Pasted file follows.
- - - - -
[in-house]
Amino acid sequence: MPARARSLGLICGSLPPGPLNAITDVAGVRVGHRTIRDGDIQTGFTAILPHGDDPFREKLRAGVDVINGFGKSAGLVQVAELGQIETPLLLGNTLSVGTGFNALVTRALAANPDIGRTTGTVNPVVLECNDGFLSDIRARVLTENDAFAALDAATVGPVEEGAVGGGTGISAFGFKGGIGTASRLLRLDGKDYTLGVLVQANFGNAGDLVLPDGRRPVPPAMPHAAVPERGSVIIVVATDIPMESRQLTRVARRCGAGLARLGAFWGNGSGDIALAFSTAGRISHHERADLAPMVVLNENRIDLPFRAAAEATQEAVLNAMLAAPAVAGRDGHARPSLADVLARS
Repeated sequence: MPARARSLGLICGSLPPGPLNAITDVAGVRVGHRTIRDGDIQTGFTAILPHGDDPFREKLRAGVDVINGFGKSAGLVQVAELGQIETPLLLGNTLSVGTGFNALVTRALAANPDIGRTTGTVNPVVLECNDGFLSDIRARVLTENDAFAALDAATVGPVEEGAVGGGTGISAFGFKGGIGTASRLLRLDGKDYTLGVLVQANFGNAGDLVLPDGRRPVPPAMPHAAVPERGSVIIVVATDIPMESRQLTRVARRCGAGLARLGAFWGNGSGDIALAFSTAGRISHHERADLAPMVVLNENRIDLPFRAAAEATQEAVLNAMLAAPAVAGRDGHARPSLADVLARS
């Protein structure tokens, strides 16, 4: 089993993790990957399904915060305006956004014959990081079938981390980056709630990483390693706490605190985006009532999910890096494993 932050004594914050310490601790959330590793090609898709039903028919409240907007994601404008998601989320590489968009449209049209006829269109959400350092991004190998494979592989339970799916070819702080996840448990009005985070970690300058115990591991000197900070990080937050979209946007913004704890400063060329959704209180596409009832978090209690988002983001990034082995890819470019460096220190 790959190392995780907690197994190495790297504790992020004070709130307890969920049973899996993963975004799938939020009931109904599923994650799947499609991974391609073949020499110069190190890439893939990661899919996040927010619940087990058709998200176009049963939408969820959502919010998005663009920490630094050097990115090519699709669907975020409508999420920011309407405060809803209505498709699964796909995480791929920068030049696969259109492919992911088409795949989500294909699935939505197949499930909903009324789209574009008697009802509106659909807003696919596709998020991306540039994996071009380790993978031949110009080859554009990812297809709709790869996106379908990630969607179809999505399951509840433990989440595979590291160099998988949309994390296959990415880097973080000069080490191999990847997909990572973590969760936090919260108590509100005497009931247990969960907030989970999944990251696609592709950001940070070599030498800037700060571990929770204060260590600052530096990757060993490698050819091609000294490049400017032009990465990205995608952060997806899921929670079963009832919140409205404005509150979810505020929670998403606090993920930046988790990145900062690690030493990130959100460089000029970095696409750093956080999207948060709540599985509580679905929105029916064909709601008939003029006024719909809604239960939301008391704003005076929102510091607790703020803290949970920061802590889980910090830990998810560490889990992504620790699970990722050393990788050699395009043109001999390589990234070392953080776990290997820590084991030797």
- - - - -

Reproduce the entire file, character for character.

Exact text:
[in-house]
Amino acid sequence: MPARARSLGLICGSLPPGPLNAITDVAGVRVGHRTIRDGDIQTGFTAILPHGDDPFREKLRAGVDVINGFGKSAGLVQVAELGQIETPLLLGNTLSVGTGFNALVTRALAANPDIGRTTGTVNPVVLECNDGFLSDIRARVLTENDAFAALDAATVGPVEEGAVGGGTGISAFGFKGGIGTASRLLRLDGKDYTLGVLVQANFGNAGDLVLPDGRRPVPPAMPHAAVPERGSVIIVVATDIPMESRQLTRVARRCGAGLARLGAFWGNGSGDIALAFSTAGRISHHERADLAPMVVLNENRIDLPFRAAAEATQEAVLNAMLAAPAVAGRDGHARPSLADVLARS
Repeated sequence: MPARARSLGLICGSLPPGPLNAITDVAGVRVGHRTIRDGDIQTGFTAILPHGDDPFREKLRAGVDVINGFGKSAGLVQVAELGQIETPLLLGNTLSVGTGFNALVTRALAANPDIGRTTGTVNPVVLECNDGFLSDIRARVLTENDAFAALDAATVGPVEEGAVGGGTGISAFGFKGGIGTASRLLRLDGKDYTLGVLVQANFGNAGDLVLPDGRRPVPPAMPHAAVPERGSVIIVVATDIPMESRQLTRVARRCGAGLARLGAFWGNGSGDIALAFSTAGRISHHERADLAPMVVLNENRIDLPFRAAAEATQEAVLNAMLAAPAVAGRDGHARPSLADVLARS
């Protein structure tokens, strides 16, 4: 089993993790990957399904915060305006956004014959990081079938981390980056709630990483390693706490605190985006009532999910890096494993 932050004594914050310490601790959330590793090609898709039903028919409240907007994601404008998601989320590489968009449209049209006829269109959400350092991004190998494979592989339970799916070819702080996840448990009005985070970690300058115990591991000197900070990080937050979209946007913004704890400063060329959704209180596409009832978090209690988002983001990034082995890819470019460096220190 790959190392995780907690197994190495790297504790992020004070709130307890969920049973899996993963975004799938939020009931109904599923994650799947499609991974391609073949020499110069190190890439893939990661899919996040927010619940087990058709998200176009049963939408969820959502919010998005663009920490630094050097990115090519699709669907975020409508999420920011309407405060809803209505498709699964796909995480791929920068030049696969259109492919992911088409795949989500294909699935939505197949499930909903009324789209574009008697009802509106659909807003696919596709998020991306540039994996071009380790993978031949110009080859554009990812297809709709790869996106379908990630969607179809999505399951509840433990989440595979590291160099998988949309994390296959990415880097973080000069080490191999990847997909990572973590969760936090919260108590509100005497009931247990969960907030989970999944990251696609592709950001940070070599030498800037700060571990929770204060260590600052530096990757060993490698050819091609000294490049400017032009990465990205995608952060997806899921929670079963009832919140409205404005509150979810505020929670998403606090993920930046988790990145900062690690030493990130959100460089000029970095696409750093956080999207948060709540599985509580679905929105029916064909709601008939003029006024719909809604239960939301008391704003005076929102510091607790703020803290949970920061802590889980910090830990998810560490889990992504620790699970990722050393990788050699395009043109001999390589990234070392953080776990290997820590084991030797």